Daniel openly defies the king’s decree and prays to God
Illustration by Jim Padgett, Distant Shores/Sweet Publishing, under CCA-SA license
This is part 1 of the series “How to Interpret the Bible“, so if you have not yet read the introduction, you should do so.
When studying the Bible, why not pray to God for help understanding it? I have seen a lot of lists about biblical interpretation, but oddly enough, this never seems to make the list! I did see one that said to “ask the Holy Spirit” for understanding, but it seems that comment alone means that person needs a little more understanding.
There is something Jesus said that alone should give us sufficient reason to do so:
14 And in them is fulfilled the prophecy of Esaias, which saith, By hearing ye shall hear, and shall not understand; and seeing ye shall see, and shall not perceive:
15 For this people’s heart is waxed gross, and their ears are dull of hearing, and their eyes they have closed; lest at any time they should see with their eyes and hear with their ears, and should understand with their heart, and should be converted, and I should heal them.
16 But blessed are your eyes, for they see: and your ears, for they hear.
Jesus told this to his true disciples. This passage should make it obvious that unless one is called and has his or her mind opened, there is no hope of understanding.
And, whose mind gets opened?
44 No man can come to me, except the Father which hath sent me draw him: and I will raise him up at the last day.
~ Jn 6:44
God calls many (Mt 22:14), but it is up to each of us to respond. Yet, many men and women have called upon God as they understood Him, and yet they were not granted true understanding. They may have been sincere, they may have been earnest, but would they have been willing to give up the ways they have been told to worship and behave by men who claimed the authority to speak for God?
The reality is that very few have been willing to go against the grain and do what the Bible says! The truth is that people get emotional about their favorite things and spiritualize entire passages of the Bible away! You know what I’m talking about, for we are all capable of doing so!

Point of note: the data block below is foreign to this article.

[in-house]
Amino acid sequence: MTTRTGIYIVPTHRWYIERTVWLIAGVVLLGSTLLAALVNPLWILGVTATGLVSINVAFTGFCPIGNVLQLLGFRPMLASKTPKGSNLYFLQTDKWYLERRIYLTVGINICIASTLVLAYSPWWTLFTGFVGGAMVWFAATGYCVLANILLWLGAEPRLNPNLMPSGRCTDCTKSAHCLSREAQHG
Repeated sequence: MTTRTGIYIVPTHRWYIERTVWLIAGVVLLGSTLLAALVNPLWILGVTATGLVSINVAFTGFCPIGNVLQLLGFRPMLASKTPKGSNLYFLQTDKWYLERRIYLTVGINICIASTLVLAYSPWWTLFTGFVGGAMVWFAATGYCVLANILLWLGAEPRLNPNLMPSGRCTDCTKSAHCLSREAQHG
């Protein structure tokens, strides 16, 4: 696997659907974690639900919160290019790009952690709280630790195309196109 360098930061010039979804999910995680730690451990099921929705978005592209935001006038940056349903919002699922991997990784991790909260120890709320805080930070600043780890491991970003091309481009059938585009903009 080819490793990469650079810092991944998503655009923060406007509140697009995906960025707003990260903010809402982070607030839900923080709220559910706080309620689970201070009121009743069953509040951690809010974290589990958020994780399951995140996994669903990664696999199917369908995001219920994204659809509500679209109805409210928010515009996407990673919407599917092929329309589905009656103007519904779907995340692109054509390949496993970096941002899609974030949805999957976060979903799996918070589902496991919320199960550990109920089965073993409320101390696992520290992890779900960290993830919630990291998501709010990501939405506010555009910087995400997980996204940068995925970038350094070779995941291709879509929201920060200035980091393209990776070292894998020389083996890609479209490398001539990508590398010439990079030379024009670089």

It takes humility. It takes total submission to God (which, BTW, is another article in the queue). Unfortunately, this is something most people simply are not willing to do.
In the end, who will God call? To whom will He give understanding?
18 The Lord is nigh unto them that are of a broken heart; and saveth such as be of a contrite spirit.
~ Ps 34:18
66 Thus saith the Lord, The heaven is my throne, and the earth is my footstool: where is the house that ye build unto me? and where is the place of my rest?
2 For all those things hath mine hand made, and all those things have been, saith the Lord: but to this man will I look, even to him that is poor and of a contrite spirit, and trembleth at my word.
3 Blessed are the poor in spirit: for theirs is the kingdom of heaven.
5 Blessed are the meek: for they shall inherit the earth.
“Meekness” has become somewhat of a curse word in today’s vocabulary, similar to “submission”. However, it is important to realize that meekness is submission towards God and not necessarily towards men. It is important that we submit to human leaders placed over us in as much as they are submissive towards God. Moses was called meek (Nu 12:3), but he also broke the first set of tablets the Ten Commandments were written on and then caused the Israelites to drink water with gold ground up from the idol mixed up in it! While I doubt these particular actions were viewed favorably by God, it still shows that “meek” needs to be viewed in context.
When we make the distinction between eisegesis and exegesis, as discussed in the Introduction, humility before God as we ask Him for understanding cannot be underestimated.
Interestingly, and not intentionally, it is humility that ties #7 back to #1 in the list of items on how to interpret the Bible. It is an ongoing process that does not end until the day we die, if we do it properly.
From here, you may:
Go back to the Introduction
Go on to Part 2